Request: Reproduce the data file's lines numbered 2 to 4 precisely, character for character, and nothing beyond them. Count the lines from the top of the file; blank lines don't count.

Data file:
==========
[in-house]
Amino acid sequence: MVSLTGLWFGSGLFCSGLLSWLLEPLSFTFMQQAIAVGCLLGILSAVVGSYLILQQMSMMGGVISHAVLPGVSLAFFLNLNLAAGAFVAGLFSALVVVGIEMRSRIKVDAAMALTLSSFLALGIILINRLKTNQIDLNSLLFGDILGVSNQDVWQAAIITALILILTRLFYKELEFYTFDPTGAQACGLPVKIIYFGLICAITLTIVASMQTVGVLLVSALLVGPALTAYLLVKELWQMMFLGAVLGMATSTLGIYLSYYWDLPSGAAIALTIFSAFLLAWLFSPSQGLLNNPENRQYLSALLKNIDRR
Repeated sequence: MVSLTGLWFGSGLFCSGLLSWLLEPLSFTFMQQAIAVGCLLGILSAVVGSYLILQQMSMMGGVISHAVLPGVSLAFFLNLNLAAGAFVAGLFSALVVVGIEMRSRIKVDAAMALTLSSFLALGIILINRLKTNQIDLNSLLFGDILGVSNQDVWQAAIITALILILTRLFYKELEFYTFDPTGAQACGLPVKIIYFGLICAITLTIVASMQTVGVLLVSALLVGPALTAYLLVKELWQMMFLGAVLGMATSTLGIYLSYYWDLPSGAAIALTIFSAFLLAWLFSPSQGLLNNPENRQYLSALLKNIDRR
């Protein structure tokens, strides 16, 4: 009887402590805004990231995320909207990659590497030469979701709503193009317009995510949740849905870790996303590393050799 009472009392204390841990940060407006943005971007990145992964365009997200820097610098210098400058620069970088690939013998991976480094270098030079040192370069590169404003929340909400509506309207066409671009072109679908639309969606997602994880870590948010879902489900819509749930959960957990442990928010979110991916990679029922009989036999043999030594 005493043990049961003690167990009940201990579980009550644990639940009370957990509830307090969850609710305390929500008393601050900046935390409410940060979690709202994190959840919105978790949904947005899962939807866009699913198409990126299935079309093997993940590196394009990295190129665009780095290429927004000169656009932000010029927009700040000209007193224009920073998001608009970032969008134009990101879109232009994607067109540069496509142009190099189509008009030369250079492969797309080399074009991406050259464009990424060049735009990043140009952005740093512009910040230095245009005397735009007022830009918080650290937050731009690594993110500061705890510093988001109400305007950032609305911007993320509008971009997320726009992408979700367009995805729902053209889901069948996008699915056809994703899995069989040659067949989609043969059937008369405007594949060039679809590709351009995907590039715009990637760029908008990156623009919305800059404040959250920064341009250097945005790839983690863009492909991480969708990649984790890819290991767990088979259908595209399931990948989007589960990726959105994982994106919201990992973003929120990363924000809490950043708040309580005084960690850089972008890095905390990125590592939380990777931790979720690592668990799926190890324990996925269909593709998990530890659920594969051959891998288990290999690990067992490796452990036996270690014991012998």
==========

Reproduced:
Amino acid sequence: MVSLTGLWFGSGLFCSGLLSWLLEPLSFTFMQQAIAVGCLLGILSAVVGSYLILQQMSMMGGVISHAVLPGVSLAFFLNLNLAAGAFVAGLFSALVVVGIEMRSRIKVDAAMALTLSSFLALGIILINRLKTNQIDLNSLLFGDILGVSNQDVWQAAIITALILILTRLFYKELEFYTFDPTGAQACGLPVKIIYFGLICAITLTIVASMQTVGVLLVSALLVGPALTAYLLVKELWQMMFLGAVLGMATSTLGIYLSYYWDLPSGAAIALTIFSAFLLAWLFSPSQGLLNNPENRQYLSALLKNIDRR
Repeated sequence: MVSLTGLWFGSGLFCSGLLSWLLEPLSFTFMQQAIAVGCLLGILSAVVGSYLILQQMSMMGGVISHAVLPGVSLAFFLNLNLAAGAFVAGLFSALVVVGIEMRSRIKVDAAMALTLSSFLALGIILINRLKTNQIDLNSLLFGDILGVSNQDVWQAAIITALILILTRLFYKELEFYTFDPTGAQACGLPVKIIYFGLICAITLTIVASMQTVGVLLVSALLVGPALTAYLLVKELWQMMFLGAVLGMATSTLGIYLSYYWDLPSGAAIALTIFSAFLLAWLFSPSQGLLNNPENRQYLSALLKNIDRR
């Protein structure tokens, strides 16, 4: 009887402590805004990231995320909207990659590497030469979701709503193009317009995510949740849905870790996303590393050799 009472009392204390841990940060407006943005971007990145992964365009997200820097610098210098400058620069970088690939013998991976480094270098030079040192370069590169404003929340909400509506309207066409671009072109679908639309969606997602994880870590948010879902489900819509749930959960957990442990928010979110991916990679029922009989036999043999030594 005493043990049961003690167990009940201990579980009550644990639940009370957990509830307090969850609710305390929500008393601050900046935390409410940060979690709202994190959840919105978790949904947005899962939807866009699913198409990126299935079309093997993940590196394009990295190129665009780095290429927004000169656009932000010029927009700040000209007193224009920073998001608009970032969008134009990101879109232009994607067109540069496509142009190099189509008009030369250079492969797309080399074009991406050259464009990424060049735009990043140009952005740093512009910040230095245009005397735009007022830009918080650290937050731009690594993110500061705890510093988001109400305007950032609305911007993320509008971009997320726009992408979700367009995805729902053209889901069948996008699915056809994703899995069989040659067949989609043969059937008369405007594949060039679809590709351009995907590039715009990637760029908008990156623009919305800059404040959250920064341009250097945005790839983690863009492909991480969708990649984790890819290991767990088979259908595209399931990948989007589960990726959105994982994106919201990992973003929120990363924000809490950043708040309580005084960690850089972008890095905390990125590592939380990777931790979720690592668990799926190890324990996925269909593709998990530890659920594969051959891998288990290999690990067992490796452990036996270690014991012998």